The Duke-UNC Rotary Peace Center is looking for top candidates – leaders promoting national and international cooperation, peace, and the successful resolution of conflict throughout their lives, in their careers, and through service activities. Help Us Connect with Potential Peace Fellows. Please consider sharing information about the Rotary Peace Fellowship program with someone you think could […]...
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The Rotary Center Annual Spring Conference will be held on Saturday, April 7th, 2018. Class XV Rotary Peace Fellows will present their research, sharing examples of hope, peace-making and positive change from every corner of the earth. Our conference will be live-streamed....
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Our Spring 2018 Newsletter is available here. Read about Class 15 Fellows, as well as alumni updates. See where all the Class 16 fellows are interning over the summer. Also, read about the latest news and events from the center....
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Class XVI blogs about their Applied Field Experience (AFE) during the summer of 2018. All Rotary Peace Fellows are required to participate in an AFE between their first and second year of graduate studies. Their blogs allow others the opportunity to understand the personal commitment these fellows are making in the area of peace and […]...
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Learn more about our Center and the Peace Fellowship. This video was created by Theo Martins, and we are so grateful to him for his work in putting this together! Click here to see the video....
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Welcome to the Duke-UNC Rotary Peace Center. Each year the Center selects and trains Rotary Peace Fellows based on their ability to have a significant, positive impact on world peace and conflict resolution during their future careers. Please explore this website to learn more about how to apply, what our current and past fellows are doing, or how you can become involved in our events and activities.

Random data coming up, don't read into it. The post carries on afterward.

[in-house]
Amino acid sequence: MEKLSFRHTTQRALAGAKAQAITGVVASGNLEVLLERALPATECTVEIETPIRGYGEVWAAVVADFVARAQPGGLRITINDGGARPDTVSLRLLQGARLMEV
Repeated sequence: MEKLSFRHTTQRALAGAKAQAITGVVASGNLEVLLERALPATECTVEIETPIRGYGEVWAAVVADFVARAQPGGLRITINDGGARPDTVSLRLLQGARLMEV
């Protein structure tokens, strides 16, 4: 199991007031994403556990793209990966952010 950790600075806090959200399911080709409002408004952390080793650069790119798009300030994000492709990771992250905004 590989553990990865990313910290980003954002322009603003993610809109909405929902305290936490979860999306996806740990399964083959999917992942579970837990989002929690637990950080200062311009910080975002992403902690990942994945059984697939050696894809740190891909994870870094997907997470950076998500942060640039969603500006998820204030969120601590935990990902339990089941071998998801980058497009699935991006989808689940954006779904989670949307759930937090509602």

Rotary Peace Fellows – Patrick Bwire (Uganda), Linda Low (Canada), Hayley Welgus (Australia) and Odette Rouvet (Mexico) created a model process for dialogue – to reduce polarization and conflict, and build bridges in the pursuit of peace. This student-led initiative on college campuses in North Carolina is tackling one of the most important issue of our time – political polarization. The project, called Leaders for Political Dialogue, convenes students from Duke, N.C. State, UNC and N.C. Central. Students spend a weekend learning how to communicate better with those whose political opinions may differ from their own. In this episode of the Policy 360 podcast, Kelly Brownell, dean of the Sanford School of Public Policy at Duke University, talks with Linda Low, as well as three participants.

 

Welcoming our 16th class of Peace Fellows to the Duke-UNC Rotary Peace Center

Duke-UNC Rotary Peace Center

Pledge to Current and Future Rotary Peace Fellows